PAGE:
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Polysaccharide Succinylation Enhances the Intracellular Survival of Mycobacterium abscessus

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journal contribution
posted on 27.07.2020, 19:41 authored by Zuzana Palčeková, Martine Gilleron, Shiva Kumar Angala, Juan Manuel Belardinelli, Michael McNeil, Luiz E. Bermudez, Mary Jackson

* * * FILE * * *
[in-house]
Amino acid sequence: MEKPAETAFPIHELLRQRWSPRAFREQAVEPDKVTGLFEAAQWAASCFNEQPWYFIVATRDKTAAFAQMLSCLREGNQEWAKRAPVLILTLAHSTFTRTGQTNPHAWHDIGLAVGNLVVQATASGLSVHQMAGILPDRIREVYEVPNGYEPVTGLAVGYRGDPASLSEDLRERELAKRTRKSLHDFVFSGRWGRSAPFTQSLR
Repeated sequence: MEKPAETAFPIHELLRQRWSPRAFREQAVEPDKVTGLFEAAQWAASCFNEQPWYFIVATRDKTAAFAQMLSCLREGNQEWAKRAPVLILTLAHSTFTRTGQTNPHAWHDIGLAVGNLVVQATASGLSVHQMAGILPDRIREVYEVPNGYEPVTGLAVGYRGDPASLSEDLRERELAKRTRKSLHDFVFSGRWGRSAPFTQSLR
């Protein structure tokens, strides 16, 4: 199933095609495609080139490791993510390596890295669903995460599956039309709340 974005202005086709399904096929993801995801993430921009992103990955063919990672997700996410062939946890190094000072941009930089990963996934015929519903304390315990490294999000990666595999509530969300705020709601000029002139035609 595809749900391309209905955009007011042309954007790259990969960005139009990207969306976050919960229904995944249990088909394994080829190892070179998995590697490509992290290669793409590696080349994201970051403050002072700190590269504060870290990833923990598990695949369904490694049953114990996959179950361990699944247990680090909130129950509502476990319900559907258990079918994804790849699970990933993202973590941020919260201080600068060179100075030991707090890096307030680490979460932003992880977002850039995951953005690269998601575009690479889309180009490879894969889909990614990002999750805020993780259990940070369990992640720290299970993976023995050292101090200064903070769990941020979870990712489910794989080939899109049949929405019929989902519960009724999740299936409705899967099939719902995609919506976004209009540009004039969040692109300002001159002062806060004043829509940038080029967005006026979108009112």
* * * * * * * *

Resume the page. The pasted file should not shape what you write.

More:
Lipoarabinomannan (LAM) and its biosynthetic precursors, phosphatidylinositol mannosides (PIMs) and lipomannan (LM) play important roles in the interactions of Mycobacterium tuberculosis with phagocytic cells and the modulation of the host immune response, but nothing is currently known of the impact of these cell envelope glycoconjugates on the physiology and pathogenicity of nontuberculous mycobacteria. We here report on the structures of Mycobacterium abscessus PIM, LM, and LAM. Intriguingly, these structures differ from those reported previously in other mycobacterial species in several respects, including the presence of a methyl substituent on one of the mannosyl residues of PIMs as well as the PIM anchor of LM and LAM, the size and branching pattern of the mannan backbone of LM and LAM, and the modification of the arabinan domain of LAM with both succinyl and acetyl substituents. Investigations into the biological significance of some of these structural oddities point to the important role of polysaccharide succinylation on the ability of M. abscessus to enter and survive inside human macrophages and epithelial cells and validate for the first time cell envelope polysaccharides as important modulators of the virulence of this emerging pathogen.